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Obstructive sleep apnea (OSA) is accompanied by significant daytime cognitive and behavioral deficits that extend beyond the effects of sleepiness. This article outlines a causal model by which to understand these psychological effects among OSA patients. The model proposes that sleep disruption and blood gas abnormalities prevent sleep-related restorative(More)
This article summarizes correlational, case-control, quasi-experimental, and experimental studies that have examined whether sleep during childhood and adolescence is related to daytime functioning. Published findings suggest that inadequate sleep quality and/or quantity can cause sleepiness, inattention and, very likely, other cognitive and behavioral(More)
STUDY OBJECTIVES The research literature on the neuropsychological effects of obstructive sleep apnea (OSA) has yielded seemingly contradictory findings, and narrative reviews of this literature are prone to interpretive errors. We used sophisticated meta-analytic models to minimize such errors, with the goal of clarifying the effect of OSA on(More)
Obstructive sleep apnea (OSA) is a fairly common nocturnal breathing disorder, affecting 2-4% of individuals. Although OSA is associated with medical morbidity, its most functionally disruptive effects in adults appear to be neuropsychological in nature. Research on the neuropsychological effects of pediatric OSA has been limited. This study compared the(More)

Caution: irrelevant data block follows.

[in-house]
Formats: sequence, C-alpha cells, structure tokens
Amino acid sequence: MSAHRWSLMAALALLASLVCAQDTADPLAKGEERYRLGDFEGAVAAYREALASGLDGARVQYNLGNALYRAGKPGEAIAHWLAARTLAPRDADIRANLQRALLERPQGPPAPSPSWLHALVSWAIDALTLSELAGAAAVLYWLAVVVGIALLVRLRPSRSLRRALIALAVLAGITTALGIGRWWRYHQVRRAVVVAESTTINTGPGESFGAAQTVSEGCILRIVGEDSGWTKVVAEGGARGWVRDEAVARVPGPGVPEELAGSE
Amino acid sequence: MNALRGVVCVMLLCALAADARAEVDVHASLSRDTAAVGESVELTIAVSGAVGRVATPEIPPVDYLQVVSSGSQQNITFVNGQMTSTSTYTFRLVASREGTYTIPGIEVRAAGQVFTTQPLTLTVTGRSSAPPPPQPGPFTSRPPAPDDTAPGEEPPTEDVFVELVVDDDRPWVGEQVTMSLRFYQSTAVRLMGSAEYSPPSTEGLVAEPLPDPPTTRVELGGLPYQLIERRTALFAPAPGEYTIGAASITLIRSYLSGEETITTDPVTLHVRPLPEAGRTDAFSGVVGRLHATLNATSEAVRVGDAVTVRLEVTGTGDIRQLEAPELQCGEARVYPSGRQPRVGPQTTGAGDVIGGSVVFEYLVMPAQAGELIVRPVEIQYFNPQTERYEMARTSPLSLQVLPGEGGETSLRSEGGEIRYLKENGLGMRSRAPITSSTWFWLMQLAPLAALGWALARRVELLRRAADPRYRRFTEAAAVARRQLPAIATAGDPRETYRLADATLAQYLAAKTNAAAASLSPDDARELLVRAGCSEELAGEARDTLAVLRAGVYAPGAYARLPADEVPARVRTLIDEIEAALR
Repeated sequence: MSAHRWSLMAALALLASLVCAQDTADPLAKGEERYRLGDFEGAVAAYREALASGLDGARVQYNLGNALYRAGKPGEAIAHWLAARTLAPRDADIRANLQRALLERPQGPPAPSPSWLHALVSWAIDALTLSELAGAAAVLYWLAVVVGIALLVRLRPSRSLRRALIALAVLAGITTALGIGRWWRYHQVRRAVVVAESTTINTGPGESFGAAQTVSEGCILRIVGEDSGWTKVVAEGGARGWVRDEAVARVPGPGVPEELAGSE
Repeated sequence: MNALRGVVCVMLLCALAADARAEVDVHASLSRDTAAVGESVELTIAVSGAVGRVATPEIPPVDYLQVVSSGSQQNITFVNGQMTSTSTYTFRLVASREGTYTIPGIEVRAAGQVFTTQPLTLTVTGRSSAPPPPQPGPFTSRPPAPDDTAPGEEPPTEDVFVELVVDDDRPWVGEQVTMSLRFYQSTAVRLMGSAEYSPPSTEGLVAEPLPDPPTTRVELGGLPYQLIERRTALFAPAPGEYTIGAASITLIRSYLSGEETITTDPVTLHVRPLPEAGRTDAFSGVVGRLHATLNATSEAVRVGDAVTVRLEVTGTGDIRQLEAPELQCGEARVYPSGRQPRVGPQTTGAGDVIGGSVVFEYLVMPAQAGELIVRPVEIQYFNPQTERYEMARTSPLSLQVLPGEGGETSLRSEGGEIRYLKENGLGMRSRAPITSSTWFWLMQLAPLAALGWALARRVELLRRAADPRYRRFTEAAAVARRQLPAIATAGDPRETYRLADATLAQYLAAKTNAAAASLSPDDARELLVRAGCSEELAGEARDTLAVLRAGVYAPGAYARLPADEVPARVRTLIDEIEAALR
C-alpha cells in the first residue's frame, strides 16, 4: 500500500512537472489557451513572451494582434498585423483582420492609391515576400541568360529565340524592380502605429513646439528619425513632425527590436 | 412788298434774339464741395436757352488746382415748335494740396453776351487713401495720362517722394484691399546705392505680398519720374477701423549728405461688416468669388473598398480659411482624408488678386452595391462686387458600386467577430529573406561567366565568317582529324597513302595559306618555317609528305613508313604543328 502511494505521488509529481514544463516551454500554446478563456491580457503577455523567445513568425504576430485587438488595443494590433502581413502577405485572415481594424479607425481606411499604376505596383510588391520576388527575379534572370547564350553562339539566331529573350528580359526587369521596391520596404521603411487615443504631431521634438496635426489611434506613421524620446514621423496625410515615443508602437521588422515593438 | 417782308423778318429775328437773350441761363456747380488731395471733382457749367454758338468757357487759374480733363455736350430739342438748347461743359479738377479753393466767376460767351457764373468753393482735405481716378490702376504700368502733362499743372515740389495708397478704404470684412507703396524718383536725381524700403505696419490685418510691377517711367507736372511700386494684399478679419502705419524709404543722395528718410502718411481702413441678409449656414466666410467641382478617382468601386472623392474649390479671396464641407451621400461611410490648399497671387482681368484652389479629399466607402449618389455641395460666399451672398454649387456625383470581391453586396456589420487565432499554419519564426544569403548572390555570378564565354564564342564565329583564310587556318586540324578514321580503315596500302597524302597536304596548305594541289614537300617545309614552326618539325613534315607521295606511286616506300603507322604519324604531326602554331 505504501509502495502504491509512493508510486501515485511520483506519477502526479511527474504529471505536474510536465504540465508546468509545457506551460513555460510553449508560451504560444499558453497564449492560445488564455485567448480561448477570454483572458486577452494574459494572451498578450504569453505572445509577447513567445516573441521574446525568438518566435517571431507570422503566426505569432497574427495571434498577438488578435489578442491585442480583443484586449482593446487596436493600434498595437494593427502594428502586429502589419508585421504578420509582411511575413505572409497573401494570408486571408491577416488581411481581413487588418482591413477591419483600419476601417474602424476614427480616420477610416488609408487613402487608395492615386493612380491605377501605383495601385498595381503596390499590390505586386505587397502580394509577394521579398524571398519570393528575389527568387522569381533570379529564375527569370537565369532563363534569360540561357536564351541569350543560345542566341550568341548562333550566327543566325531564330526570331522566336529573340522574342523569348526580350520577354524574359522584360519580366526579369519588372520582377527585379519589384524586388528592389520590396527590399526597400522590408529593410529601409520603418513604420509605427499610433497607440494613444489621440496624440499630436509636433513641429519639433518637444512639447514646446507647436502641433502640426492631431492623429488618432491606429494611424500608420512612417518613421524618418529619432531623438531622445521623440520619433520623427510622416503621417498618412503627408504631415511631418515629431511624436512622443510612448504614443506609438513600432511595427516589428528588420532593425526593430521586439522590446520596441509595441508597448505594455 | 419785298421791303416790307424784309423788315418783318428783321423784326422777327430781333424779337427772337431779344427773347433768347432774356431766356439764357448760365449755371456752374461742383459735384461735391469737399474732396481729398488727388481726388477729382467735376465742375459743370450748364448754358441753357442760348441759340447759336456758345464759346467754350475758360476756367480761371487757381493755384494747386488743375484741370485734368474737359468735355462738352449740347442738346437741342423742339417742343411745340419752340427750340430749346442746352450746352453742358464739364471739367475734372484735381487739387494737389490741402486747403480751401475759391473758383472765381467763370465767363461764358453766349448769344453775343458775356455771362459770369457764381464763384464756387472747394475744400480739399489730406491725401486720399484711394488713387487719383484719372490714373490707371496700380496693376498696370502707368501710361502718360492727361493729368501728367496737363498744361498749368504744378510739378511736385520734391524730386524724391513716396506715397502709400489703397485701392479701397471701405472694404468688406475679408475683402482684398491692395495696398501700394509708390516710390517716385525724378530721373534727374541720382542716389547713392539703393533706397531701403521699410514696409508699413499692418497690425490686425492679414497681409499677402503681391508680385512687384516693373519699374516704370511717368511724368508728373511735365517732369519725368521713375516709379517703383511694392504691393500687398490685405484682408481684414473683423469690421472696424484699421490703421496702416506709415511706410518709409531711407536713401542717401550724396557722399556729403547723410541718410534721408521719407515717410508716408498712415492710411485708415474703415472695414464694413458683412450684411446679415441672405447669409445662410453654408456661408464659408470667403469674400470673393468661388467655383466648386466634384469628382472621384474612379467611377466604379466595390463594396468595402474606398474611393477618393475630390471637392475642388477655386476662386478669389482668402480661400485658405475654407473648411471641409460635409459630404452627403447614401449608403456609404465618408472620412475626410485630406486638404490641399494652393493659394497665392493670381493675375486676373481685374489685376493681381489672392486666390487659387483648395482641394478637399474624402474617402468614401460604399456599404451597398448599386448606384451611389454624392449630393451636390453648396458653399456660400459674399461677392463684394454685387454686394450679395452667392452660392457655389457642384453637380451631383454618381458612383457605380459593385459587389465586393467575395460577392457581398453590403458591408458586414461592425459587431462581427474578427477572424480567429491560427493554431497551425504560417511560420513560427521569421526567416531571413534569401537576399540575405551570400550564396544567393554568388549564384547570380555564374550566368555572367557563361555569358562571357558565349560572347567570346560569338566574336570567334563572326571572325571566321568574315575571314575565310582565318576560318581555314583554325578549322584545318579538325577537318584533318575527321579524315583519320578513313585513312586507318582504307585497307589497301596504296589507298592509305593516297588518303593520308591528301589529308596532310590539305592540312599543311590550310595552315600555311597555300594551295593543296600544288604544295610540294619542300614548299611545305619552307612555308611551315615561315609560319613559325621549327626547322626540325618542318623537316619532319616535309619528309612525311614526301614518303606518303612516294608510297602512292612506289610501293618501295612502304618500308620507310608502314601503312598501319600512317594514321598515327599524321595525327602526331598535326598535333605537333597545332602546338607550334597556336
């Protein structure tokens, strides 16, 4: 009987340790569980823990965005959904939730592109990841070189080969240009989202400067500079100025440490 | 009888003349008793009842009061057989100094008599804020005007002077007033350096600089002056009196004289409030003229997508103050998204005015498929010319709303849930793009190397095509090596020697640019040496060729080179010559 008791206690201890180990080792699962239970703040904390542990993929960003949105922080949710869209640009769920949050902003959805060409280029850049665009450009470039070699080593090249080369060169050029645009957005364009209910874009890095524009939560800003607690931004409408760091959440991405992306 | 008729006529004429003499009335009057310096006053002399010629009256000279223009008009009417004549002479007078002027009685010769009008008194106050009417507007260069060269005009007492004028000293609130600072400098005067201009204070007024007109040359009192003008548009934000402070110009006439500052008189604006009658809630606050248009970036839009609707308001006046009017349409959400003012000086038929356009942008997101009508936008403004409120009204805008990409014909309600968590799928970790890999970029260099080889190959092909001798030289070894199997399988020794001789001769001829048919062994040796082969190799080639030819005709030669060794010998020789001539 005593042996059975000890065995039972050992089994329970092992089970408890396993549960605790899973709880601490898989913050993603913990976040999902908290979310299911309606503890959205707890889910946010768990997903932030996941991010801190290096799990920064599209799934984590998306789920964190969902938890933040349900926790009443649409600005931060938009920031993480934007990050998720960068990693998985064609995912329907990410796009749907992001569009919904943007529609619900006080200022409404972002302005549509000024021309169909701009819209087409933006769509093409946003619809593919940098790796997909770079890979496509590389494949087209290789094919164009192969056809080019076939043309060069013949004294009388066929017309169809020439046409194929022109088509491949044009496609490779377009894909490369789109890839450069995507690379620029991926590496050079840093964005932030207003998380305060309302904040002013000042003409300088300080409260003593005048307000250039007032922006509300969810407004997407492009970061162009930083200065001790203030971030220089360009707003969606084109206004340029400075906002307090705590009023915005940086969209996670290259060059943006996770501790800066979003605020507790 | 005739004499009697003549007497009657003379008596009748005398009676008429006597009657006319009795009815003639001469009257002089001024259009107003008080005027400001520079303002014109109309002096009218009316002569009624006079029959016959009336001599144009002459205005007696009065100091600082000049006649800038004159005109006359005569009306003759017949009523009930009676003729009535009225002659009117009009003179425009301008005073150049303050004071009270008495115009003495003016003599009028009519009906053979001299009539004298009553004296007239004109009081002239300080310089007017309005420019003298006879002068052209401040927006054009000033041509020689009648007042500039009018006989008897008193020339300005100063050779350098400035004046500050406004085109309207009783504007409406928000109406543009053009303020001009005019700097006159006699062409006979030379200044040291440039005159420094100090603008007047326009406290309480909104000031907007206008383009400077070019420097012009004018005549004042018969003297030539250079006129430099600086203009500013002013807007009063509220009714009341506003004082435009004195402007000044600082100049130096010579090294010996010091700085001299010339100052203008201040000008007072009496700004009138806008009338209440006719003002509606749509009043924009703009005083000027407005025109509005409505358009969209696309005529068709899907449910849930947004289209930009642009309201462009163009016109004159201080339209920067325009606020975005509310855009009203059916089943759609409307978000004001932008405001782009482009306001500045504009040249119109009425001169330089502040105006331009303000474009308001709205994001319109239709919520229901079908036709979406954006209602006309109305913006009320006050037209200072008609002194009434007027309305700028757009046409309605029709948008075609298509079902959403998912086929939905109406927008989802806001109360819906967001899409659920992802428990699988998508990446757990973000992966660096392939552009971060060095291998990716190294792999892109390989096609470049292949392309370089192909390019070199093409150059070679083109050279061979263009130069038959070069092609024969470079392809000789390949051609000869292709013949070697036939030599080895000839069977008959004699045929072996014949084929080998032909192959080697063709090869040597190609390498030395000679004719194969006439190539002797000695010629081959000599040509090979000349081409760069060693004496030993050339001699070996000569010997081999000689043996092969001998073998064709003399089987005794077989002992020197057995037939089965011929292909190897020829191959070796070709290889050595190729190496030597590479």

STUDY OBJECTIVE To examine the relationship between sleep and dietary intake in adolescents using an experimental sleep restriction protocol. DESIGN Randomized crossover sleep restriction-extension paradigm. SETTING Sleep obtained and monitored at home, diet measured during an office visit. PARTICIPANTS Forty-one typically developing adolescents age(More)
INTRODUCTION Neuropsychiatric manifestations are common in childhood-onset systemic lupus erythematosus (cSLE) and often include neurocognitive dysfunction (NCD). Functional magnetic resonance imaging (fMRI) can measure brain activation during tasks that invoke domains of cognitive function impaired by cSLE. This study investigates specific changes in brain(More)
BACKGROUND Sleep deprivation is common among adolescents and has been associated with adverse behavioral and educational outcomes. However, it is difficult to draw strong causal conclusions because of a dearth of experimental sleep research. In part, this appears related to methodological challenges when working with this population. This study tested the(More)
OBJECTIVE Determine the effect of moderate and severe traumatic brain injuries (TBI) on the sleep of school-aged children. METHODS A concurrent cohort-prospective design compared children aged 6-12 years who sustained moderate TBI (baseline n = 56), severe TBI (n = 53), or only orthopedic injuries (n = 80). Retrospective parental report of pre-injury(More)
BACKGROUND The relationship between inadequate sleep and mood has been well-established in adults and is supported primarily by correlational data in younger populations. Given that adolescents often experience shortened sleep on school nights, we sought to better understand the effect of experimentally induced chronic sleep restriction on adolescents' mood(More)
In an effort to characterize how a child goes about learning and recalling information, the developers of the California Verbal Learning Test for Children (CVLT-C) provided normative data related to both learning outcome and learning process. The present study examined the assertion that CVLT-C process indices relate to executive functioning in a sample of(More)